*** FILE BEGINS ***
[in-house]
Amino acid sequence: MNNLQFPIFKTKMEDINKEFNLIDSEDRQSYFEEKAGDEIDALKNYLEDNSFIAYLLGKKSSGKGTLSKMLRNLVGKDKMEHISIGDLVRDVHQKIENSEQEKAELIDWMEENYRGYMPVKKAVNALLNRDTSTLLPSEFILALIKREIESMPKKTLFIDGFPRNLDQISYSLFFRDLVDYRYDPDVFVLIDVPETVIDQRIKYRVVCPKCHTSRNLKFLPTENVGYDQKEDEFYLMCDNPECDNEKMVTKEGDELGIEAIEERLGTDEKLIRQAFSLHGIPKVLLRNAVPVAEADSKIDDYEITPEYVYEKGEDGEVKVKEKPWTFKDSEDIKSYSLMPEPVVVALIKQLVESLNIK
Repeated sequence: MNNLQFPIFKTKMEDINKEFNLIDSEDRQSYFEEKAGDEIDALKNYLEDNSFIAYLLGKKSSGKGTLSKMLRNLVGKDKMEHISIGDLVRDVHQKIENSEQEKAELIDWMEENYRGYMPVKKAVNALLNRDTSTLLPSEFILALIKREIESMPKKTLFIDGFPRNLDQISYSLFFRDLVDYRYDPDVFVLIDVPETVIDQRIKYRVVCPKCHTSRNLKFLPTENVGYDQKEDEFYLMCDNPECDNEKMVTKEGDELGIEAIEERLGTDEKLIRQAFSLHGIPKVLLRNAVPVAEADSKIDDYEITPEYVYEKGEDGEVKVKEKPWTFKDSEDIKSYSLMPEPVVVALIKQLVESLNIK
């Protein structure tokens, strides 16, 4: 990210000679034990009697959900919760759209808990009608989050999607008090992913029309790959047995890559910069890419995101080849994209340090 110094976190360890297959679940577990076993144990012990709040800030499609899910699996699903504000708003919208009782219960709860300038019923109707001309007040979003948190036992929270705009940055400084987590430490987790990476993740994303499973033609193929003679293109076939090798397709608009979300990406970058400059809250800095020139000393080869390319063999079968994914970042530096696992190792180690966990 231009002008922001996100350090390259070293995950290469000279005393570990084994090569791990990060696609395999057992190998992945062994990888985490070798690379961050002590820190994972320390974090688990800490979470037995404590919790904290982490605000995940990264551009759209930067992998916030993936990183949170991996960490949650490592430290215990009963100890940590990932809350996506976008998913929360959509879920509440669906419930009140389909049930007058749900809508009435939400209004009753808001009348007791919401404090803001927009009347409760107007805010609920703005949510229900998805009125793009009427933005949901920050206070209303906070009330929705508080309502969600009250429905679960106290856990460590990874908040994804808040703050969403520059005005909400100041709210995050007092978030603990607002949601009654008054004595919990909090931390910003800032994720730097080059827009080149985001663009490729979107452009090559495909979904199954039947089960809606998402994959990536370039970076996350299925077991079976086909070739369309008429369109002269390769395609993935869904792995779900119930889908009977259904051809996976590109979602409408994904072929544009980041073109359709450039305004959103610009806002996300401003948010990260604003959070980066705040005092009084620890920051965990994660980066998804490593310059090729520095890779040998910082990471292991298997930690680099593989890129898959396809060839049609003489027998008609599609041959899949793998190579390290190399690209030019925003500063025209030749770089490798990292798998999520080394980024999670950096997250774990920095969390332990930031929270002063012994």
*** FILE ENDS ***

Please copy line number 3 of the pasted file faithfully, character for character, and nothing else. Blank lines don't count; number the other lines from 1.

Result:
Repeated sequence: MNNLQFPIFKTKMEDINKEFNLIDSEDRQSYFEEKAGDEIDALKNYLEDNSFIAYLLGKKSSGKGTLSKMLRNLVGKDKMEHISIGDLVRDVHQKIENSEQEKAELIDWMEENYRGYMPVKKAVNALLNRDTSTLLPSEFILALIKREIESMPKKTLFIDGFPRNLDQISYSLFFRDLVDYRYDPDVFVLIDVPETVIDQRIKYRVVCPKCHTSRNLKFLPTENVGYDQKEDEFYLMCDNPECDNEKMVTKEGDELGIEAIEERLGTDEKLIRQAFSLHGIPKVLLRNAVPVAEADSKIDDYEITPEYVYEKGEDGEVKVKEKPWTFKDSEDIKSYSLMPEPVVVALIKQLVESLNIK